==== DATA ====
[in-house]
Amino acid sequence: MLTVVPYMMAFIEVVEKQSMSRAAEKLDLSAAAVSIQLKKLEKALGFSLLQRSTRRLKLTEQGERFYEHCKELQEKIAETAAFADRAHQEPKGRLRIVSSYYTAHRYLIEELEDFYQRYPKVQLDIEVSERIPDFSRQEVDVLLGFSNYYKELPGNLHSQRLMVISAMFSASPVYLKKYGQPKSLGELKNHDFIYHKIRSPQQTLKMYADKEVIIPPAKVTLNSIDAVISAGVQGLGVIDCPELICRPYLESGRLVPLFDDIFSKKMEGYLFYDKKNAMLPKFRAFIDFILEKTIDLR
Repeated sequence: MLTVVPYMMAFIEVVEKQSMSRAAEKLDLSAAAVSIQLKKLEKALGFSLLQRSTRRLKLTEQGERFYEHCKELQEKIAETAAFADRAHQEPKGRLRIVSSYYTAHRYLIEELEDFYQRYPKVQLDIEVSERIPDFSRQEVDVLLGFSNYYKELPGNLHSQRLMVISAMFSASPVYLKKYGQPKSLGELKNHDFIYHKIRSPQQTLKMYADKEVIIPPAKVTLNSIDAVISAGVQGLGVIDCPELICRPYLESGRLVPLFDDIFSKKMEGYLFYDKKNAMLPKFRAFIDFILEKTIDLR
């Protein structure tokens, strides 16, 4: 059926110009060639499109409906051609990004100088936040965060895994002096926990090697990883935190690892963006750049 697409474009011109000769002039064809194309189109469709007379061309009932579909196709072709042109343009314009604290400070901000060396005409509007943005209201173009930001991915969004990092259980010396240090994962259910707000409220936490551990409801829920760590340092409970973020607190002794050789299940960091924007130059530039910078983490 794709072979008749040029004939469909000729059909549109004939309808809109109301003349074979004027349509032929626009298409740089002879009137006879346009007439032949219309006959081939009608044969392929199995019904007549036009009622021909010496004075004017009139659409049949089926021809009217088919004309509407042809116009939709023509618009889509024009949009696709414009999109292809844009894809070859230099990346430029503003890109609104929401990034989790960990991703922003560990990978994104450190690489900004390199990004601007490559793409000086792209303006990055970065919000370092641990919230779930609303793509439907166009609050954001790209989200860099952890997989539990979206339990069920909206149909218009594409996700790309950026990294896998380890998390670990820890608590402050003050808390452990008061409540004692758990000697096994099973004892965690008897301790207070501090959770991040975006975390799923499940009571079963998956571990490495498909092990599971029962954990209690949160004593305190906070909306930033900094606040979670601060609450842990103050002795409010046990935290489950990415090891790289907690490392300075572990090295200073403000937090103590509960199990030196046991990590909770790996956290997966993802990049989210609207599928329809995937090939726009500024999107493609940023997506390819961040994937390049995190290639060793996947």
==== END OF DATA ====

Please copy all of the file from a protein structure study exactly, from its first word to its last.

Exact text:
[in-house]
Amino acid sequence: MLTVVPYMMAFIEVVEKQSMSRAAEKLDLSAAAVSIQLKKLEKALGFSLLQRSTRRLKLTEQGERFYEHCKELQEKIAETAAFADRAHQEPKGRLRIVSSYYTAHRYLIEELEDFYQRYPKVQLDIEVSERIPDFSRQEVDVLLGFSNYYKELPGNLHSQRLMVISAMFSASPVYLKKYGQPKSLGELKNHDFIYHKIRSPQQTLKMYADKEVIIPPAKVTLNSIDAVISAGVQGLGVIDCPELICRPYLESGRLVPLFDDIFSKKMEGYLFYDKKNAMLPKFRAFIDFILEKTIDLR
Repeated sequence: MLTVVPYMMAFIEVVEKQSMSRAAEKLDLSAAAVSIQLKKLEKALGFSLLQRSTRRLKLTEQGERFYEHCKELQEKIAETAAFADRAHQEPKGRLRIVSSYYTAHRYLIEELEDFYQRYPKVQLDIEVSERIPDFSRQEVDVLLGFSNYYKELPGNLHSQRLMVISAMFSASPVYLKKYGQPKSLGELKNHDFIYHKIRSPQQTLKMYADKEVIIPPAKVTLNSIDAVISAGVQGLGVIDCPELICRPYLESGRLVPLFDDIFSKKMEGYLFYDKKNAMLPKFRAFIDFILEKTIDLR
């Protein structure tokens, strides 16, 4: 059926110009060639499109409906051609990004100088936040965060895994002096926990090697990883935190690892963006750049 697409474009011109000769002039064809194309189109469709007379061309009932579909196709072709042109343009314009604290400070901000060396005409509007943005209201173009930001991915969004990092259980010396240090994962259910707000409220936490551990409801829920760590340092409970973020607190002794050789299940960091924007130059530039910078983490 794709072979008749040029004939469909000729059909549109004939309808809109109301003349074979004027349509032929626009298409740089002879009137006879346009007439032949219309006959081939009608044969392929199995019904007549036009009622021909010496004075004017009139659409049949089926021809009217088919004309509407042809116009939709023509618009889509024009949009696709414009999109292809844009894809070859230099990346430029503003890109609104929401990034989790960990991703922003560990990978994104450190690489900004390199990004601007490559793409000086792209303006990055970065919000370092641990919230779930609303793509439907166009609050954001790209989200860099952890997989539990979206339990069920909206149909218009594409996700790309950026990294896998380890998390670990820890608590402050003050808390452990008061409540004692758990000697096994099973004892965690008897301790207070501090959770991040975006975390799923499940009571079963998956571990490495498909092990599971029962954990209690949160004593305190906070909306930033900094606040979670601060609450842990103050002795409010046990935290489950990415090891790289907690490392300075572990090295200073403000937090103590509960199990030196046991990590909770790996956290997966993802990049989210609207599928329809995937090939726009500024999107493609940023997506390819961040994937390049995190290639060793996947």